The gas sector too experiences underinvestment. Production of gas in Europe has declined, due to limited resources and certain political decisions. This has created a dependence on Russian gas, until at least the 2030s when renewables can offset energy from Russian gas. Since the various crises of Ukraine, in 2006 and then in 2014, Russia has leveraged gas against European countries, leaving Europe vulnerable.

There is also not enough attention on new gas production. Europe is building new LNG import terminals; Germany plans to build five such terminals. At the same time, Europe is banning the financing of fossil fuel projects overseas. Europe is consuming natural gas but not financing its increased production overseas. There is incoherence in policy here.

GH: What kind of trends and thinking are emerging in nuclear and renewable energy?

RM: For nuclear energy, there is a resurgence of interest. California, Japan, and South Korea have reversed their respective nuclear phase-out policies and are keeping their existing plants running, while restarting others. Germany too has left two nuclear plants on stand-by for emergency, which arguably they currently are in. There is no re-think on building new nuclear energy capacity. It is expensive, projects take a long time to construct, and it is not an immediate solution. This may change if the nuclear industry can convince policymakers otherwise.

The conflict in Europe will however give impetus to renewable energy. Europe has dramatically accelerated targets for renewable energy deployment. US plans on inflation reduction too give support to increased renewable energy. Renewables will see a decade of strong growth.

Any molecule of gas or oil which can be replaced with renewable energy is very valuable, especially in Europe when gas and renewable energy systems can be run at the same time.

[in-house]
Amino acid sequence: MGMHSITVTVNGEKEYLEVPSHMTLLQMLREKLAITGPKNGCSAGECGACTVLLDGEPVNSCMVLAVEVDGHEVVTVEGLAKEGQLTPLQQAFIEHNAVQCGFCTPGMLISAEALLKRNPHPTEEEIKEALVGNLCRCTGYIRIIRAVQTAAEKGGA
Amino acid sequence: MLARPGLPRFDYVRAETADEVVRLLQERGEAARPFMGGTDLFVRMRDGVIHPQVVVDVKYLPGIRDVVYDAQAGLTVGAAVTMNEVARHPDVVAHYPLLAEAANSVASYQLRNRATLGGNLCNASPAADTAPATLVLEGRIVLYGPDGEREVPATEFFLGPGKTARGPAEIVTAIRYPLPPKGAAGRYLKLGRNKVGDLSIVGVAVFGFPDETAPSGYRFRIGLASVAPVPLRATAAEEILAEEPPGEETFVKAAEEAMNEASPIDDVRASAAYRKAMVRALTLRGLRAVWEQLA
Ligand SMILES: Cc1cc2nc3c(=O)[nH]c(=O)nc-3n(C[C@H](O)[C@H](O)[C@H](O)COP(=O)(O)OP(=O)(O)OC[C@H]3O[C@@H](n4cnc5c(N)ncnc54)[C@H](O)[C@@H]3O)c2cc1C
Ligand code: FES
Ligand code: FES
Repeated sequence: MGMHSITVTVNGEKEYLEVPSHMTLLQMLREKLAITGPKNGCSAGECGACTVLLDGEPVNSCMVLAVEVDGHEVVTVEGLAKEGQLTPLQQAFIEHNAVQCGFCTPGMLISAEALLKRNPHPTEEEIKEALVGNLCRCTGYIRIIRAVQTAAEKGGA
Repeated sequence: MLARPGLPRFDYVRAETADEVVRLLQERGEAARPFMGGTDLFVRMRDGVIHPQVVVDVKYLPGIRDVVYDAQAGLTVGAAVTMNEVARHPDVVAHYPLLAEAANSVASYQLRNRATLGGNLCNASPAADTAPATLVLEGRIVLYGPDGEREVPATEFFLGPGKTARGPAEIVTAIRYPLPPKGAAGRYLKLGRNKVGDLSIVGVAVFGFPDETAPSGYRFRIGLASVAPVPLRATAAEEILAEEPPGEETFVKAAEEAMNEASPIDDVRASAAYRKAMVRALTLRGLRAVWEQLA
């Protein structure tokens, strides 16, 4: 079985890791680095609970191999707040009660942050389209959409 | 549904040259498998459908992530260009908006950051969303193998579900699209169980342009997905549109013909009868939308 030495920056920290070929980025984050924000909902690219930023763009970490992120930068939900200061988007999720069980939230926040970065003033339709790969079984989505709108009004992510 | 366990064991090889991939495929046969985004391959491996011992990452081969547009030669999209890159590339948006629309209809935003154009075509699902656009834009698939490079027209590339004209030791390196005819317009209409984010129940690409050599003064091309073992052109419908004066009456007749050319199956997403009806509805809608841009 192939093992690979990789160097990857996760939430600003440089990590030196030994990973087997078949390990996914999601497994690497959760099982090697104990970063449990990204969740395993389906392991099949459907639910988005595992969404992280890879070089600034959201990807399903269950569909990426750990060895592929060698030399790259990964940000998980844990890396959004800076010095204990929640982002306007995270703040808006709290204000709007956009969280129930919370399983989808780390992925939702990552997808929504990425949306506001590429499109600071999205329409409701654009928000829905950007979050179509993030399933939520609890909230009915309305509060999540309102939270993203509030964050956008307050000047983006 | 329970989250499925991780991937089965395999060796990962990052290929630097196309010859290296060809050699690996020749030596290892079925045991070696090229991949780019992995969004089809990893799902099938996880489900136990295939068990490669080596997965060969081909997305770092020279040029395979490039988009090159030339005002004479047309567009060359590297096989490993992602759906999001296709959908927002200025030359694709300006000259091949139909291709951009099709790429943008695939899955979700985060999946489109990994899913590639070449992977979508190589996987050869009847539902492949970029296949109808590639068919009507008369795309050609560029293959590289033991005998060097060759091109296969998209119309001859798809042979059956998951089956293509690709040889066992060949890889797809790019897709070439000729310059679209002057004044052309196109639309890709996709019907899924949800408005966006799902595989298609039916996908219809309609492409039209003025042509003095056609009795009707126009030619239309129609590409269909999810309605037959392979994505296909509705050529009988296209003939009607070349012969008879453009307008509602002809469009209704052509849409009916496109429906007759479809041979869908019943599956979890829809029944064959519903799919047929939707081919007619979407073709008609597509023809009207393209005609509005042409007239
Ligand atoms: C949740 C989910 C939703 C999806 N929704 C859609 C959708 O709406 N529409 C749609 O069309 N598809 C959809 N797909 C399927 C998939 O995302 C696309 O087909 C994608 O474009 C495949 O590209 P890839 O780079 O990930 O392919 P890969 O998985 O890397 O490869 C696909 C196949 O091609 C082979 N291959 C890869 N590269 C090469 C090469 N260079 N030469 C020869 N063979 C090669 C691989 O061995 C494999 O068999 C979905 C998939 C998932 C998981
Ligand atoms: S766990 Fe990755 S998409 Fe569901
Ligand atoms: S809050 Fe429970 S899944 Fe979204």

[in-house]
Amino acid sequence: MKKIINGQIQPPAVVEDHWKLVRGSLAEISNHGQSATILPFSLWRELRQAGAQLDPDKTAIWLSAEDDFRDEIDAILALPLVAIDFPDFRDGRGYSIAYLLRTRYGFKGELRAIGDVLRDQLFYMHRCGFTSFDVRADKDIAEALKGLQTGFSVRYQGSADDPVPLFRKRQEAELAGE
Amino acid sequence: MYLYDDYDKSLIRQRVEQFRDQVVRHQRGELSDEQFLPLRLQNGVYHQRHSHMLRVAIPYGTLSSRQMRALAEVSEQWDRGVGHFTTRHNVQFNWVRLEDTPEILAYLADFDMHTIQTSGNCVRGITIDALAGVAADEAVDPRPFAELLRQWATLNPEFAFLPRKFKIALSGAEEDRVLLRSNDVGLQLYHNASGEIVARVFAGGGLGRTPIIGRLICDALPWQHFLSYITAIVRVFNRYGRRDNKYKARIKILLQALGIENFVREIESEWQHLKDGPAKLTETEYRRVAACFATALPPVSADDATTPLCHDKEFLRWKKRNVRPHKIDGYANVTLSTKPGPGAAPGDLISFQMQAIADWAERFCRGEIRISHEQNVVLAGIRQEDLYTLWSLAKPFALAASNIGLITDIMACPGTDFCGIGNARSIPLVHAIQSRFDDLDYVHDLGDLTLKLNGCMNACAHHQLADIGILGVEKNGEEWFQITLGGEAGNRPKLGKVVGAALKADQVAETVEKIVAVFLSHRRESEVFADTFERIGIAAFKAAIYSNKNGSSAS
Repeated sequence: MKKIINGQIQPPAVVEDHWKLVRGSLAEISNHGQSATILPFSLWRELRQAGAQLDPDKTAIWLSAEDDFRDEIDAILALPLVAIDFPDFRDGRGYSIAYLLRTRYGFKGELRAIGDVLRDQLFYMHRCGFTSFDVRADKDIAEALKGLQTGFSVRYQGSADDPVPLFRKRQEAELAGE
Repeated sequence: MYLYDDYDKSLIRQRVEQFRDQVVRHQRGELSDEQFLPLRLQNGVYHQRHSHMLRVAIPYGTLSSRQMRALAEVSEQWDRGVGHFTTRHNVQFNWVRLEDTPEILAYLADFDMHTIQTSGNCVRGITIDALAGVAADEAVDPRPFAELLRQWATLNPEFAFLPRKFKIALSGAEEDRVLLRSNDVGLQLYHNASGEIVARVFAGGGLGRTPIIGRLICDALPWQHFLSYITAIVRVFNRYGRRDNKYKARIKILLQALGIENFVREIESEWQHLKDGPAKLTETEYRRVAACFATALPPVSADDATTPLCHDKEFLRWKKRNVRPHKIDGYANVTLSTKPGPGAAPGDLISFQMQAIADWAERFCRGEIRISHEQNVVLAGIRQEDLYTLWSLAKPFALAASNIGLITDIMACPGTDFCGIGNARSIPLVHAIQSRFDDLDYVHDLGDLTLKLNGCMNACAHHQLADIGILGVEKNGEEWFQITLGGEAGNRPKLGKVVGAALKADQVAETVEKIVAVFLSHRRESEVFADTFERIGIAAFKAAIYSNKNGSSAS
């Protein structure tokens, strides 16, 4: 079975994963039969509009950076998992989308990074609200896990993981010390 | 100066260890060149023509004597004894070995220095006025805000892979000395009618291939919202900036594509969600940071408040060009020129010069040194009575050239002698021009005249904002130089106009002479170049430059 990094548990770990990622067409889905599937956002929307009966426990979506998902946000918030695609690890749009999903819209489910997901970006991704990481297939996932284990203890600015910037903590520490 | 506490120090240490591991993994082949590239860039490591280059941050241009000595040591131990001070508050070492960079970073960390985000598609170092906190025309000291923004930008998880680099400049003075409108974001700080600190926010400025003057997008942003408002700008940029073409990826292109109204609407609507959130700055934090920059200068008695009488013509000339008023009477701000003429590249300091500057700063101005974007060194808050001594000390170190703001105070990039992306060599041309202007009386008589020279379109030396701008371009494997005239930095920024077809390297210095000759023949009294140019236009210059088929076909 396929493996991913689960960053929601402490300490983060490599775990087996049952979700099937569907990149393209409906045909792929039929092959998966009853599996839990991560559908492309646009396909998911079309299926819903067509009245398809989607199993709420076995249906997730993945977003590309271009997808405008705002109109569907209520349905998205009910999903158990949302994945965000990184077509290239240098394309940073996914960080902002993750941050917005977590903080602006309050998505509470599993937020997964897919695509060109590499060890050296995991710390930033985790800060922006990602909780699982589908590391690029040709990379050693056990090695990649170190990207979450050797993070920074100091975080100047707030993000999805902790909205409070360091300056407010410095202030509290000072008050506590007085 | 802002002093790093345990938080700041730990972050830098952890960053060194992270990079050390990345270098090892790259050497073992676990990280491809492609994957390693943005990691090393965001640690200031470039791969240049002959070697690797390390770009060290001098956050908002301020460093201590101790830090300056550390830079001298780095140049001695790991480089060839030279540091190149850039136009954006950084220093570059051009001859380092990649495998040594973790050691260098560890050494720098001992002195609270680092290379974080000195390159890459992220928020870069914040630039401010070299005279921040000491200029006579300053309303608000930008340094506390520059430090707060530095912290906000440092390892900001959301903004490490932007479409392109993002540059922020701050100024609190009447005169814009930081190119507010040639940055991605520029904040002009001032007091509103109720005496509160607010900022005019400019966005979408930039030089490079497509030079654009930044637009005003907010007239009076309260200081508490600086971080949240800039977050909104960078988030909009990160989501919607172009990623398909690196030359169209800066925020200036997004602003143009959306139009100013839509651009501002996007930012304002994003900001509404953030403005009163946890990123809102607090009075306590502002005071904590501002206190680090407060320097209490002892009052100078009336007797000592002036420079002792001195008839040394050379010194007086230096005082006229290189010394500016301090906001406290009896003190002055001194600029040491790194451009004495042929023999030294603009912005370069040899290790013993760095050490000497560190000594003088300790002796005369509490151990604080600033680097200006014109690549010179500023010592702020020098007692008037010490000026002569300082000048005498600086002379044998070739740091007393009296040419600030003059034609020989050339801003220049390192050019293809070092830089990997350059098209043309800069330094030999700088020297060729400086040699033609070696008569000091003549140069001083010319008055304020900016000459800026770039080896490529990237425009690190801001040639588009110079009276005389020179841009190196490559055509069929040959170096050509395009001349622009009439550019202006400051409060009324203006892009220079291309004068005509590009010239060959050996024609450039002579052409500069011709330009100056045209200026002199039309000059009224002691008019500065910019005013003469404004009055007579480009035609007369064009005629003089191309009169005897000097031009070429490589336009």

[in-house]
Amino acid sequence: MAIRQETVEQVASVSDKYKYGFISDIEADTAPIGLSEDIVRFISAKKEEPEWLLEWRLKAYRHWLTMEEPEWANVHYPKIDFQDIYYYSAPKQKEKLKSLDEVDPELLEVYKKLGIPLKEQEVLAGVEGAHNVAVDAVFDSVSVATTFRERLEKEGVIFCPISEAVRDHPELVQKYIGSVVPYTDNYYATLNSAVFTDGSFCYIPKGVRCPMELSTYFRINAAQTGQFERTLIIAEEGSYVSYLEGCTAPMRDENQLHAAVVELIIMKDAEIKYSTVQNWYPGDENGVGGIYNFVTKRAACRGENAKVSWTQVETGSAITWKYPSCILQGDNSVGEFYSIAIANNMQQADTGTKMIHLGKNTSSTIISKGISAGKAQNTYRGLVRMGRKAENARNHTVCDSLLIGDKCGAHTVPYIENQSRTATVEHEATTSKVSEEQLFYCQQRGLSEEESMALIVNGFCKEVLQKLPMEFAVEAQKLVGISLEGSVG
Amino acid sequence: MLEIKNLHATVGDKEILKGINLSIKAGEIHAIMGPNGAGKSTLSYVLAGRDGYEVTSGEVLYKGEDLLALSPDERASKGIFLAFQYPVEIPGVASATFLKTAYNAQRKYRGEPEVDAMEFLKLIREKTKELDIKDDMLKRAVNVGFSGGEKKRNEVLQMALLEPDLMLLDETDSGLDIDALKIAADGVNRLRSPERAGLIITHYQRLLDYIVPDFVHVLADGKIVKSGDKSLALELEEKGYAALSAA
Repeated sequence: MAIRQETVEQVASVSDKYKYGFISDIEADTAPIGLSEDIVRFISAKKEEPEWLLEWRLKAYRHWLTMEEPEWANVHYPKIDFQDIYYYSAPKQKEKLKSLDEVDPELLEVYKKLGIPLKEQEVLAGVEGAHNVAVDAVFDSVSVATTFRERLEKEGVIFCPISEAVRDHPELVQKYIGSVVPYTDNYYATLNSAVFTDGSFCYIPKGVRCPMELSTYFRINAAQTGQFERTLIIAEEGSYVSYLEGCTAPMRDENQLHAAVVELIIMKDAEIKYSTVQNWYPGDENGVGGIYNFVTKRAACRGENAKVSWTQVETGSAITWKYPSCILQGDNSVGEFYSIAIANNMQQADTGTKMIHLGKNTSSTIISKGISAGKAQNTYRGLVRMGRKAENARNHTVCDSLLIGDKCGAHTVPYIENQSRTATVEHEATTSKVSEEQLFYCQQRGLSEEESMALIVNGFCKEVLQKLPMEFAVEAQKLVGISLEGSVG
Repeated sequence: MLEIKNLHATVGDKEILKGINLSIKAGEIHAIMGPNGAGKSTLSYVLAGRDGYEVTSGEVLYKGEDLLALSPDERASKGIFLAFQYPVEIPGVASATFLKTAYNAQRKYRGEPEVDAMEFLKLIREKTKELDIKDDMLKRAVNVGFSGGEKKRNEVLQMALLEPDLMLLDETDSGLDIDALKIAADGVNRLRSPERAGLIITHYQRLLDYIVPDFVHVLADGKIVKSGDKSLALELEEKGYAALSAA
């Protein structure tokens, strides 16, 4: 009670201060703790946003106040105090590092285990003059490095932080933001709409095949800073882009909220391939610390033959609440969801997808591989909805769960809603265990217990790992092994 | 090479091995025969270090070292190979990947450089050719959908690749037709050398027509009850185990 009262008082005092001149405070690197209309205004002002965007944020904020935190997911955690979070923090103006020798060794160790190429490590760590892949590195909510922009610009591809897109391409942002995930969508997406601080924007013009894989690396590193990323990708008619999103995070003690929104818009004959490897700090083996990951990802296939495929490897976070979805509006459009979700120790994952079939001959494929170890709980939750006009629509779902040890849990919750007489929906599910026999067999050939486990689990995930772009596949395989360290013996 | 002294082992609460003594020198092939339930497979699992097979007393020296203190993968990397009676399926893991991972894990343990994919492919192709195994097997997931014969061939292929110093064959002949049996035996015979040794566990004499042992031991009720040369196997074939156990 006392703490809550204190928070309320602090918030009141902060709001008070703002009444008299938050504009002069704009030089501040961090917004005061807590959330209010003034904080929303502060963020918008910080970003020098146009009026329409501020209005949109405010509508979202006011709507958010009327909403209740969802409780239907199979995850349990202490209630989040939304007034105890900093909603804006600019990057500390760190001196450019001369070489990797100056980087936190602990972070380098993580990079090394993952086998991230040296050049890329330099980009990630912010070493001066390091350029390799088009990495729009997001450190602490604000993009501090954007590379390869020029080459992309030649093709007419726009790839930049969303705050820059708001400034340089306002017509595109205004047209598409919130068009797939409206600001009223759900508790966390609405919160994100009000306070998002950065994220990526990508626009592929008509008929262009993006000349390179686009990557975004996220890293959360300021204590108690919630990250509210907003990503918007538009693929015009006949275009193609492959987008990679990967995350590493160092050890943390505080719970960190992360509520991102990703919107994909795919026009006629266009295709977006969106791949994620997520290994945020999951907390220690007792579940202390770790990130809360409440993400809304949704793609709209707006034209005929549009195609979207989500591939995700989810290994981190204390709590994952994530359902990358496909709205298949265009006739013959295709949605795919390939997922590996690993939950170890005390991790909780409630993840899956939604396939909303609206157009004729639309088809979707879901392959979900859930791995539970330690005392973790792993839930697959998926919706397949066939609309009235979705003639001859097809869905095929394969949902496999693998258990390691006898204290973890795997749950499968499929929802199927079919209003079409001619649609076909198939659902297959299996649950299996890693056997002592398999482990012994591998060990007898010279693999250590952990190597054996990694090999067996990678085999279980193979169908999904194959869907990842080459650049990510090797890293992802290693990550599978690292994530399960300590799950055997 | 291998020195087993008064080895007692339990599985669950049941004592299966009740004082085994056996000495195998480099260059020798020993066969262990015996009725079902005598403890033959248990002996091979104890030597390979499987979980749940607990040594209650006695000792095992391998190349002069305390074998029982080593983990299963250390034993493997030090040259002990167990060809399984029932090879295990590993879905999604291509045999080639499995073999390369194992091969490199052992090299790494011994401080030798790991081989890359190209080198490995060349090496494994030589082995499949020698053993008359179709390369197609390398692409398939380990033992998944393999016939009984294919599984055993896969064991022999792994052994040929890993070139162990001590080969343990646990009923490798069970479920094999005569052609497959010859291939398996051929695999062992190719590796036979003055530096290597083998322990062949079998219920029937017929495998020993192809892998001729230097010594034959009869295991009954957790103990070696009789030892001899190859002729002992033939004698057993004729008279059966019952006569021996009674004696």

The question of reliability and alternative capacity for renewable energy will stay but it is different from building a reliable energy grid and system. It is a difficult task. In the absence of hydro power, and reluctance on using nuclear, the long-term seasonal use of renewable energy is difficult. This is a particular problem in Europe. It has tremendous wind and offshore wind potential, but in case of a dark winter with less wind, problems will arise given the increasing electrification of heating. Here, hydrogen may offer a potential solution, but it remains expensive and will require construction of new infrastructure.

GH: How can we assess the energy security in India given its dependence on coal and oil, and its limited renewable energy capacity?

RM: India has expanded renewable energy capacity significantly and has the resources. Its primary dependence on coal for electricity generation is not ideal, given environmental concerns. It is a long-term task to replace coal with renewable energy.

Use of gas in India’s energy mix is very little and therefore it is relatively unaffected. However, natural gas is an essential input in fertilisers and that is an issue for India. Again, hydrogen offers a potential solution here.

While the prices of oil are high, the Indian economy can cope with these prices. The solution going forward is the adoption of electric vehicles and there already is a strong move for electrification of transport in India.

Robin Mills is CEO of Qamar Energy

Saeeduddin Faridi is Researcher at Gateway House

This interview was exclusively conducted for Gateway House: Indian Council on Global Relations. You can read more exclusive content here.